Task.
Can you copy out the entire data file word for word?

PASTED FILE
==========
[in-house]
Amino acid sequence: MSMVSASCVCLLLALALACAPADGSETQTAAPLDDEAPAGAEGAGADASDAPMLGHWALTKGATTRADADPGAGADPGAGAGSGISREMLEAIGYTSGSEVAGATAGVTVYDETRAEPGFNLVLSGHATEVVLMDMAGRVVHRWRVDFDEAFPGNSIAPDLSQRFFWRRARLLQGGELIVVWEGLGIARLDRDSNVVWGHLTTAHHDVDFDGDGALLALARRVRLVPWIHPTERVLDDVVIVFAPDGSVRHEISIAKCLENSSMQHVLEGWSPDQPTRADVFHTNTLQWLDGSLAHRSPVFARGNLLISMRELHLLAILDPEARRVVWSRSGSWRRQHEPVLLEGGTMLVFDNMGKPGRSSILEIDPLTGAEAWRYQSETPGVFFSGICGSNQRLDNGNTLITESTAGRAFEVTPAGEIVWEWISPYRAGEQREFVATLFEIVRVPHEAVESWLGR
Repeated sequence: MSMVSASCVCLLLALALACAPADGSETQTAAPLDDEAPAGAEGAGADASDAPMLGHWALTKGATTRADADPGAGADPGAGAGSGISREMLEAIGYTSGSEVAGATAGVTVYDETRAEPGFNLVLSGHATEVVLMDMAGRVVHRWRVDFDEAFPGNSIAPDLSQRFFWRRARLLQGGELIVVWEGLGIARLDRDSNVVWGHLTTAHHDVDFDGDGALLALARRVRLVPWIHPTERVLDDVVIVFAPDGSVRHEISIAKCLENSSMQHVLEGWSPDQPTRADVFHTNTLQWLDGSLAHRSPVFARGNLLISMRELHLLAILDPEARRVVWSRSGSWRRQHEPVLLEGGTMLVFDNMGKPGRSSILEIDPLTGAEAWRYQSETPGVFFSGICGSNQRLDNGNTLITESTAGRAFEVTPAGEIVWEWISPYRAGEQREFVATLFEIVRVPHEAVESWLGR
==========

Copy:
[in-house]
Amino acid sequence: MSMVSASCVCLLLALALACAPADGSETQTAAPLDDEAPAGAEGAGADASDAPMLGHWALTKGATTRADADPGAGADPGAGAGSGISREMLEAIGYTSGSEVAGATAGVTVYDETRAEPGFNLVLSGHATEVVLMDMAGRVVHRWRVDFDEAFPGNSIAPDLSQRFFWRRARLLQGGELIVVWEGLGIARLDRDSNVVWGHLTTAHHDVDFDGDGALLALARRVRLVPWIHPTERVLDDVVIVFAPDGSVRHEISIAKCLENSSMQHVLEGWSPDQPTRADVFHTNTLQWLDGSLAHRSPVFARGNLLISMRELHLLAILDPEARRVVWSRSGSWRRQHEPVLLEGGTMLVFDNMGKPGRSSILEIDPLTGAEAWRYQSETPGVFFSGICGSNQRLDNGNTLITESTAGRAFEVTPAGEIVWEWISPYRAGEQREFVATLFEIVRVPHEAVESWLGR
Repeated sequence: MSMVSASCVCLLLALALACAPADGSETQTAAPLDDEAPAGAEGAGADASDAPMLGHWALTKGATTRADADPGAGADPGAGAGSGISREMLEAIGYTSGSEVAGATAGVTVYDETRAEPGFNLVLSGHATEVVLMDMAGRVVHRWRVDFDEAFPGNSIAPDLSQRFFWRRARLLQGGELIVVWEGLGIARLDRDSNVVWGHLTTAHHDVDFDGDGALLALARRVRLVPWIHPTERVLDDVVIVFAPDGSVRHEISIAKCLENSSMQHVLEGWSPDQPTRADVFHTNTLQWLDGSLAHRSPVFARGNLLISMRELHLLAILDPEARRVVWSRSGSWRRQHEPVLLEGGTMLVFDNMGKPGRSSILEIDPLTGAEAWRYQSETPGVFFSGICGSNQRLDNGNTLITESTAGRAFEVTPAGEIVWEWISPYRAGEQREFVATLFEIVRVPHEAVESWLGR